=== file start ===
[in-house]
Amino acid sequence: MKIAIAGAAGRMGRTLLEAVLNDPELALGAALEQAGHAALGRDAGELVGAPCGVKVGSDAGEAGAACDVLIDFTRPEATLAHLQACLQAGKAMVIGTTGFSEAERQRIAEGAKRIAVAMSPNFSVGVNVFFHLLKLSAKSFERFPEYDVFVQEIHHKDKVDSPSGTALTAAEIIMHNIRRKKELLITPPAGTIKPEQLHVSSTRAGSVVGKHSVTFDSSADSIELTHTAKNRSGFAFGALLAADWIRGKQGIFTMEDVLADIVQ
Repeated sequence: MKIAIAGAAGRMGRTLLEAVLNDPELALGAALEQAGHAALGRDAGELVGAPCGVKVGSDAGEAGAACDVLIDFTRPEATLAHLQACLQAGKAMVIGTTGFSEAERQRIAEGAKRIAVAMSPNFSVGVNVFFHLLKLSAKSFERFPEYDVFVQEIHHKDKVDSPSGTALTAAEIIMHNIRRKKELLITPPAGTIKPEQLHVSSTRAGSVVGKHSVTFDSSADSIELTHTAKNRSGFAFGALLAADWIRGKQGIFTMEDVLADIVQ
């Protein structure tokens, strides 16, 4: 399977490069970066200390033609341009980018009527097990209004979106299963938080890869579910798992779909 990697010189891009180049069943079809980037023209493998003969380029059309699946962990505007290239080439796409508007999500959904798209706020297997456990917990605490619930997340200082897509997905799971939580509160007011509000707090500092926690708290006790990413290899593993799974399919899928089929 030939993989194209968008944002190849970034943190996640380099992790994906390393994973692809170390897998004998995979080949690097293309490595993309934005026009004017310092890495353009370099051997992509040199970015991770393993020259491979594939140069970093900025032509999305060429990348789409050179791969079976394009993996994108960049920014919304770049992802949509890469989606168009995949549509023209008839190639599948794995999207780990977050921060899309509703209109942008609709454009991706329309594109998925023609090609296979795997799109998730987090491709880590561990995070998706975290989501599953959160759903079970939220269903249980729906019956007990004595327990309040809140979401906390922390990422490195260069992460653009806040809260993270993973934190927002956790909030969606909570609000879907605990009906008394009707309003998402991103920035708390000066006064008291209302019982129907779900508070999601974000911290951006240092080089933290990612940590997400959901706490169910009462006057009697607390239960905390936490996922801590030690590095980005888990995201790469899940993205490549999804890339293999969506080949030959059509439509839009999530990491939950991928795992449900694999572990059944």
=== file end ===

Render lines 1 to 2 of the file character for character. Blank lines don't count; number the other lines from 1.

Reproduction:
[in-house]
Amino acid sequence: MKIAIAGAAGRMGRTLLEAVLNDPELALGAALEQAGHAALGRDAGELVGAPCGVKVGSDAGEAGAACDVLIDFTRPEATLAHLQACLQAGKAMVIGTTGFSEAERQRIAEGAKRIAVAMSPNFSVGVNVFFHLLKLSAKSFERFPEYDVFVQEIHHKDKVDSPSGTALTAAEIIMHNIRRKKELLITPPAGTIKPEQLHVSSTRAGSVVGKHSVTFDSSADSIELTHTAKNRSGFAFGALLAADWIRGKQGIFTMEDVLADIVQ